Ivorian leader Laurent Gbagbo has denied reports he is surrendering after troops loyal to his rival surrounded his residence in Abidjan.
Speaking by phone from his bunker, he said his military were only negotiating a truce and insisted he had won November's presidential election.
Troops loyal to the internationally recognised winner, Alassane Ouattara, swept into Abidjan this week.
The city passed a largely quiet night, apart from shootings blamed on gangs.
But its population of four million remained indoors after days of heavy fighting which saw UN and French helicopters attacking Mr Gbagbo's military.
Western powers have stepped up pressure on Mr Gbagbo to resign, with US President Barack Obama saying the violence could have been averted if Mr Gbagbo had respected the election result.
French Foreign Minister Alain Juppe said on Wednesday that Mr Gbagbo's departure was "the only thing left to negotiate".
"This stubbornness is absurd, Gbagbo has no prospects left now, everybody has dropped him," he told France Info radio.
The head of France's armed forces, Admiral Edouard Guillaud, said negotiations between Mr Gbagbo and the UN had continued through the night "but unfortunately I see no breakthrough for now".
"Despite that, I believe it is a matter of hours, possibly during the day," he told Europe 1 radio.
"He is locked in the [presidential] residence and it remains in the possession of his supporters."
Adm Guillaud said military strikes could resume at the request of the UN and if Mr Gbagbo continued to refuse to step down.
Mr Gbagbo told French news channel LCI that his army was "currently discussing the conditions of a ceasefire with the other forces on the ground", but "on the political level no decision has yet been taken".
"I won the election and I'm not negotiating my departure," he said.
"I find it absolutely incredible that the entire world is playing this... game of poker."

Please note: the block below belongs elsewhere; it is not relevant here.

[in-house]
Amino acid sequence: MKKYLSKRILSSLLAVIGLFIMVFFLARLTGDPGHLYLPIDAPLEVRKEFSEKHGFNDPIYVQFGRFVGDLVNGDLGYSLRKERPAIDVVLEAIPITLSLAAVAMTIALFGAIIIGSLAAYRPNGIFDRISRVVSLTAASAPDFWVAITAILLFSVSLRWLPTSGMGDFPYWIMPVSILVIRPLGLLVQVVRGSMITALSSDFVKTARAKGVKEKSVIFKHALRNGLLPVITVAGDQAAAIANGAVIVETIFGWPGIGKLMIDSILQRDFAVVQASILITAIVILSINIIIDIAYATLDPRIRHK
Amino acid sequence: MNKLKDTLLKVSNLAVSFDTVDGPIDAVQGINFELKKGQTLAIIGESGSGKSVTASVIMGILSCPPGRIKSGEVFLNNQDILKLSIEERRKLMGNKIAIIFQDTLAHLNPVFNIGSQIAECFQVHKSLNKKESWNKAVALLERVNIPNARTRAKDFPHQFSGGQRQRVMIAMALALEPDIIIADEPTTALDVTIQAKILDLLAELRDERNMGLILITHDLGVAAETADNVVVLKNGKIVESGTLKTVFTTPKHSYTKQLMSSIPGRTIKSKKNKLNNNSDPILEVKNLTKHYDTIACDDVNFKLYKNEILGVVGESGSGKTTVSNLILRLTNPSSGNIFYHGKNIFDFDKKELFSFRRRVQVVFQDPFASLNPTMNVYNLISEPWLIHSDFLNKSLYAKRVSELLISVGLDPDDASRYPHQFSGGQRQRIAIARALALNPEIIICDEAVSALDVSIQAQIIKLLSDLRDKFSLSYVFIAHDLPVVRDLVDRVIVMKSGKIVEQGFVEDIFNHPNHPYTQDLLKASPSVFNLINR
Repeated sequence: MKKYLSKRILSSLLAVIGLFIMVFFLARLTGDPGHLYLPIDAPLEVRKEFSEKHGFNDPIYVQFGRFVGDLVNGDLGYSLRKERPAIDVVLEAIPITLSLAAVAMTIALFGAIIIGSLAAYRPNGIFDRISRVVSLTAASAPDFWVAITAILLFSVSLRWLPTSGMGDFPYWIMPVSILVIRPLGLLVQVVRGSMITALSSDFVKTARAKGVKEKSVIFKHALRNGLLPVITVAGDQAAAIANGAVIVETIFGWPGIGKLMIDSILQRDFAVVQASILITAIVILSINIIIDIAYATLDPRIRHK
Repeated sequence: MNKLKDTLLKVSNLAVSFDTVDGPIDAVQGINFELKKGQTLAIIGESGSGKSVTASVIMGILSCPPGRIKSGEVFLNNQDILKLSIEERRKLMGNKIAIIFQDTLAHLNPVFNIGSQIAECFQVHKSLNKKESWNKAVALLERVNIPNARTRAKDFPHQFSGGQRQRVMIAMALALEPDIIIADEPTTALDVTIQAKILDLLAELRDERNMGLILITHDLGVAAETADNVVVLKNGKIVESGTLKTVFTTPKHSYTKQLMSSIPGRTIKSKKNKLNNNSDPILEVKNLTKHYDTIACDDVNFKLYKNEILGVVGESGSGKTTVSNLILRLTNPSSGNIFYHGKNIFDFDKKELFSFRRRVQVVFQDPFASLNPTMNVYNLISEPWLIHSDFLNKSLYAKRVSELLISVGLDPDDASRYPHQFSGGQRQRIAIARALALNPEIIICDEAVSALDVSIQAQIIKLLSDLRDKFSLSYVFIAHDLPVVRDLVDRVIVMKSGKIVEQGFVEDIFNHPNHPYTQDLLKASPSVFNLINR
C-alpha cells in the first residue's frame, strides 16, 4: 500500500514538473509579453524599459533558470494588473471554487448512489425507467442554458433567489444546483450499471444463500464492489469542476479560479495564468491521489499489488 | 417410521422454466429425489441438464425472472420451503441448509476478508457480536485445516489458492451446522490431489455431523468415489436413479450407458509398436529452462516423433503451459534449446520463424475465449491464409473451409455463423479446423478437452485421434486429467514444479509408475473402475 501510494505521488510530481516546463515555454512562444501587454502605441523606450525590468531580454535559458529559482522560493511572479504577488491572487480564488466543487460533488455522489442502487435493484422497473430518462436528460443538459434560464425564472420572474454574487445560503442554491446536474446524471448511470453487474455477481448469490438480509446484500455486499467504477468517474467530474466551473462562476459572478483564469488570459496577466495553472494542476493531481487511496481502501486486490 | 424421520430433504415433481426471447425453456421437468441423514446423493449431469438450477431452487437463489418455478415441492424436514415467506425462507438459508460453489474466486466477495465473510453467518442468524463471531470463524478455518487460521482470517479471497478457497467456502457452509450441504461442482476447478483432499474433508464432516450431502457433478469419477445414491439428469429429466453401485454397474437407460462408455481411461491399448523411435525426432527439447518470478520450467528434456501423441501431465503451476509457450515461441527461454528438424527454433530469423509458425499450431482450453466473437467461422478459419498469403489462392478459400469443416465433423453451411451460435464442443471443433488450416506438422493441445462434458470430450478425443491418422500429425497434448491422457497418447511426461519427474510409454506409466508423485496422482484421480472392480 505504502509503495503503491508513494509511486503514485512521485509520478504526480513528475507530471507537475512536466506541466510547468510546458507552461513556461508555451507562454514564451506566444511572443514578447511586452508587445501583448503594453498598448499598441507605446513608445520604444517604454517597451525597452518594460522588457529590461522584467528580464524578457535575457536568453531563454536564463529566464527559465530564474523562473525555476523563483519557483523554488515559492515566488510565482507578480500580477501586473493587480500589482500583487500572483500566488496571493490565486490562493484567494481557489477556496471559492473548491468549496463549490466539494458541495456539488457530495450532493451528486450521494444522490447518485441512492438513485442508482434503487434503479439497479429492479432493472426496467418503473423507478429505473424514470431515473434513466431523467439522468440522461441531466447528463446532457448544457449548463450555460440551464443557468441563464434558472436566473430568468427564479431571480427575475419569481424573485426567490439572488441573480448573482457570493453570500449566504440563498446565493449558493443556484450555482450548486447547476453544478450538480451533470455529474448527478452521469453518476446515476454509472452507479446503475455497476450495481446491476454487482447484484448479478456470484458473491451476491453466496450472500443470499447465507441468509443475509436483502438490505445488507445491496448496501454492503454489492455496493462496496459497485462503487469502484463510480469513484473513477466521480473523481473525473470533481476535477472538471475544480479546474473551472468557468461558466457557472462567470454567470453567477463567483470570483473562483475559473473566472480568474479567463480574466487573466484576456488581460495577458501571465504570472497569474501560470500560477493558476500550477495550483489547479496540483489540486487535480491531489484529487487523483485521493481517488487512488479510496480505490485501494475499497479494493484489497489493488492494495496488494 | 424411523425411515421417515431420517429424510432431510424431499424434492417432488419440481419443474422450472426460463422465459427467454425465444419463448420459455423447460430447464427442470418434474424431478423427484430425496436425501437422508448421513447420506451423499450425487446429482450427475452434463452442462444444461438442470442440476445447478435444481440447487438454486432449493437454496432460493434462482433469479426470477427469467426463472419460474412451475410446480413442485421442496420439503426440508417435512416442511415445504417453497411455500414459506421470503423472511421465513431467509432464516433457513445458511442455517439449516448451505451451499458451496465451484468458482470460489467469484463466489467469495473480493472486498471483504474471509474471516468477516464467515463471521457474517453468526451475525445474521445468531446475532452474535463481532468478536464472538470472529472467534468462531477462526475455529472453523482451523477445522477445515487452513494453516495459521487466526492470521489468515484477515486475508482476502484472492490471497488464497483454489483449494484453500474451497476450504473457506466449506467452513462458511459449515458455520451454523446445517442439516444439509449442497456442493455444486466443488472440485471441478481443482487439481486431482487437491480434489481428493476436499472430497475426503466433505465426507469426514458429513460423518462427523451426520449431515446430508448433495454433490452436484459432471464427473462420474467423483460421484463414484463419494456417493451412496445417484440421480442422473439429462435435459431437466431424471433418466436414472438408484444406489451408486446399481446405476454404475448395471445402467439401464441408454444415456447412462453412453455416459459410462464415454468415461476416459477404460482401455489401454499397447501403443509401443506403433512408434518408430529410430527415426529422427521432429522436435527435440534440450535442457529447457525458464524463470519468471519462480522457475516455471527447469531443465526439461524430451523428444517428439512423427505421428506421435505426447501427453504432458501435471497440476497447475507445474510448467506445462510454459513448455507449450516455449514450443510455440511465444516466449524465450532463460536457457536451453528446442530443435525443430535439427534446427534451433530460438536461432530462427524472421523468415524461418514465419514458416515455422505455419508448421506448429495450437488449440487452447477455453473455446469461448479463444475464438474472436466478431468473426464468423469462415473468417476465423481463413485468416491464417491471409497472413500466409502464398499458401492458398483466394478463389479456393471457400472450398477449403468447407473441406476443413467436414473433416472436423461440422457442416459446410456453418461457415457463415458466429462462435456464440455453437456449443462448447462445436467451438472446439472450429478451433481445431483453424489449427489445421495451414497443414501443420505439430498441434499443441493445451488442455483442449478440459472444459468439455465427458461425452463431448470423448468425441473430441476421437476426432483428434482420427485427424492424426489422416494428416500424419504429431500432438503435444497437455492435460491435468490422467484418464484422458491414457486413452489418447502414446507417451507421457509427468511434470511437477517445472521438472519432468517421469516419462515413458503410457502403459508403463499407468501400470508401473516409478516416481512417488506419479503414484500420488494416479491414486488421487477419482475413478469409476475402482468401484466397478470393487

His remarks contrasted with a statement from his spokesman, Ahoua Don Mello, who told Reuters news agency there were "direct negotiations based on African Union recommendations which said Alassane Ouattara is president".
Mr Gbagbo accused France, the former colonial power, of making war on his country, saying: "I don't understand how an electoral dispute in Ivory Coast has brought about the direct intervention of the French army."
Mr Gbagbo, who sounded tired but resolute, said he was not preparing to die.
"I'm not a kamikaze," he said.
"I love life. My voice is not the voice of a martyr, no, no, no. I'm not looking for death. It's not my aim to die."
The UN mission says Mr Gbagbo's closest advisers have deserted him and he is in the basement bunker of the presidential residence "with a handful of persons".
Piling the psychological pressure on the discredited leader and his allies, the pro-Ouattara television station TCI played extracts from Downfall, the feature film about the final days of Adolf Hitler in his bunker in Berlin.
UN mission spokesman Hamadoun Toure said fighting had stopped in the city but there was "sporadic shooting by groups of youths" not allied to the two rival leaders.
Civilians told the BBC they were very scared. Small groups have been walking out of the city with their hands raised in the air.
As night fell on Tuesday, a resident in the Cocody area described how the day had looked and sounded like to him: "We don't speak to the neighbours, we close the house.
"We don't know what is going on outside. I'm with my brother and little children. I'm playing a board game with my brother and my cousin because that is all we have to do.
"We have to be careful with food because we don't know how long it is going to last. The water is cut off so we don't have enough water, we try to reserve it but I don't know how long it is going to last. We really don't know."